One of the most common culprits in food-borne botulism is home-canned food, especially vegetables such as asparagus, green beans, and peppers. More than 90 percent of food-borne botulism outbreaks between 1976 and 1985 were due to home-processed foods.
(20K JPEG file illustrating proper temperatures
for home canning)
"If you home-can products, make sure you use proper equipment, proper containers to can in, and use the up-to-date process," Swanson advises. U.S. Department of Agriculture home canning guidelines are available from county extension offices. One basic recommendation is to cook food to be canned in pressure cookers because they can maintain temperatures high enough (above 212 F, or 100 C) for 10 minutes to kill the spores, which are remarkably heat-resistant.
Foods cooked at home should not be left at temperatures between 40 F and 140 F (4.5 C to 60 C) for more than four hours. Toxin that may have formed can readily be destroyed by boiling the food for 10 minutes.
Commercial foods have also been involved in botulism outbreaks. Some outbreaks have been attributed to improperly handled food, such as potato salad, served in restaurants. But many commercial food outbreaks are due to consumer mishandling, such as disregarding labels that indicate the food should be refrigerated. Some food companies acidify their products or lower their moisture content as an extra precautionary measure in case the refrigeration warning is not heeded. Consumers can best protect themselves by reading the labels and following the storage instructions, Swanson says, and by discarding rusty, swollen or otherwise damaged cans.
Infant botulism differs from food-borne botulism in that the toxin itself is not ingested. Instead, C. botulinum spores swallowed by the infant germinate and produce the toxin in the favorable environment of the baby's large intestine.
Because the spores are nearly everywhere in the environment, children and adults regularly ingest them, yet very rarely suffer ill effects. In a few cases, adults who have had intestinal surgery or whose intestinal tracts have otherwise been altered have contracted the disease the way infants do. This has led researchers to conclude that infants' as-yet "incompletely-developed intestinal flora," may be to blame, says Arnon, one of the co-discoverers of infant botulism in 1976.
Infant botulism is serious, but rare and not usually fatal. From 1976 through the end of 1993, 1,206 infant botulism cases were confirmed in the United States. About 75 to 100 cases are reported annually, about half of them in California (presumed to be due to the prevalence of C. botulinum spores in the state, its high number of births, and the pediatric community's familiarity with the disease, which results in more correct botulism diagnoses). All of the infant cases involve babies less than 1 year old; the disease is most common in the second month of life.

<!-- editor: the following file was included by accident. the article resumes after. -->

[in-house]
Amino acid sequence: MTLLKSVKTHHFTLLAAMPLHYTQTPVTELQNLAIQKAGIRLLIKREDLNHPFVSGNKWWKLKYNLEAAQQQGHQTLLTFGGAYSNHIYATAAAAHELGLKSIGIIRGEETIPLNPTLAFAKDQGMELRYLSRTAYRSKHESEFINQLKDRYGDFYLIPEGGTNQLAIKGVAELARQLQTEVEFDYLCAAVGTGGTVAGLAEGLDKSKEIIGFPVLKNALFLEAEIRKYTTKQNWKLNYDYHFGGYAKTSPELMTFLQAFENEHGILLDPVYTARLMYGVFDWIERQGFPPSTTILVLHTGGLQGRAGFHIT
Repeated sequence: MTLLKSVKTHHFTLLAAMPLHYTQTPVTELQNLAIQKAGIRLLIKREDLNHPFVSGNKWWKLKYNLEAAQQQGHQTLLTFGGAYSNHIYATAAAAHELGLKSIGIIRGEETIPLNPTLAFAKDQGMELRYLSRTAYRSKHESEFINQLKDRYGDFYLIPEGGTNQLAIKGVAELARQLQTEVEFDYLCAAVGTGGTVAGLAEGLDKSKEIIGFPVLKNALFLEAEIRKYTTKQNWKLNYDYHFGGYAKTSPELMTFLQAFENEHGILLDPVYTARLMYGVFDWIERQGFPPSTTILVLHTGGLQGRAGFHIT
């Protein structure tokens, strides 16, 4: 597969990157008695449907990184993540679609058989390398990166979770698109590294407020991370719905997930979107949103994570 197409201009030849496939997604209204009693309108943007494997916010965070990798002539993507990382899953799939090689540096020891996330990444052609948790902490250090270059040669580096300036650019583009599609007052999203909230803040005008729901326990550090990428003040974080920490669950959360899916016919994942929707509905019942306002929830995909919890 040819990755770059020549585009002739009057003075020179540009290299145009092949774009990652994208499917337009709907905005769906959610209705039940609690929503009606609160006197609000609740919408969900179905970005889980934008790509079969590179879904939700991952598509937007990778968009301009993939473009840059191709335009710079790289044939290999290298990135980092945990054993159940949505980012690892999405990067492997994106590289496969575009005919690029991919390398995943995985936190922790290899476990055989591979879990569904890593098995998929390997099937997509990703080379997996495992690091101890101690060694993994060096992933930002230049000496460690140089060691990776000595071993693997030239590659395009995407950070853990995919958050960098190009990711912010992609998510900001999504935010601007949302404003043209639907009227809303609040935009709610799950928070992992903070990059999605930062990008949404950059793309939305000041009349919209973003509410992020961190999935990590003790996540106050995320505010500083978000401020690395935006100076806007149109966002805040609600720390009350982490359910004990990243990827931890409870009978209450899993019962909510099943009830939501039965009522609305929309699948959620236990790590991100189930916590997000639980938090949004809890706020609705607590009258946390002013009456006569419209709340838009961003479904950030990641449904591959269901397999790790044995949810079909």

Infants' immature intestinal tracts offer a "window of vulnerability, and if a baby has the bad luck to swallow a botulism spore during that period, the spore has an opportunity to germinate," Arnon says. The spores travel with microscopic dust particles, so the researchers have concluded that most affected infants have simply inhaled the spores. "They mix with saliva, they're swallowed, and that's how they reach the intestine," Arnon says. Unfortunately, there is no way to prevent the disease in such cases.
But parents and other caregivers can prevent babies acquiring infant botulism from one source--honey. California researchers have isolated C. botulinum spores from about 10 percent of store-bought honey samples, and although less than 5 percent of infant botulism patients contract the disease from honey, health officials and pediatricians agree that honey should not be fed to infants under 1 year of age (it is perfectly safe for older children and adults).
The first sign that an infant has botulism is usually constipation, although this isn't always apparent to parents. Often the baby isn't brought to a doctor until parents notice other symptoms, such as lethargy and poor feeding as the paralysis begins to affect the baby's gag reflex and swallowing ability.
Because breathing is affected in the most severe stage of botulism-induced paralysis, researchers suspect a link between infant botulism and sudden infant death syndrome (SIDS), also known as crib death. One study done 15 years ago showed that about 5 percent of children in California whose deaths were attributed to SIDS actually had died from infant botulism. Because of the difficulty of conducting such studies, the link between SIDS and infant botulism remains poorly understood.
The infant botulism fatality rate is less than 2 percent, and recovery is usually complete. Often, however, infants have to spend weeks or months on a ventilator. Horse-derived antitoxin is not given to infants because of the risk of side effects such as anaphylaxis and serum sickness. But in February 1992, the California Department of Health Services began a new clinical trial that may provide a way of lessening the effects of the disease.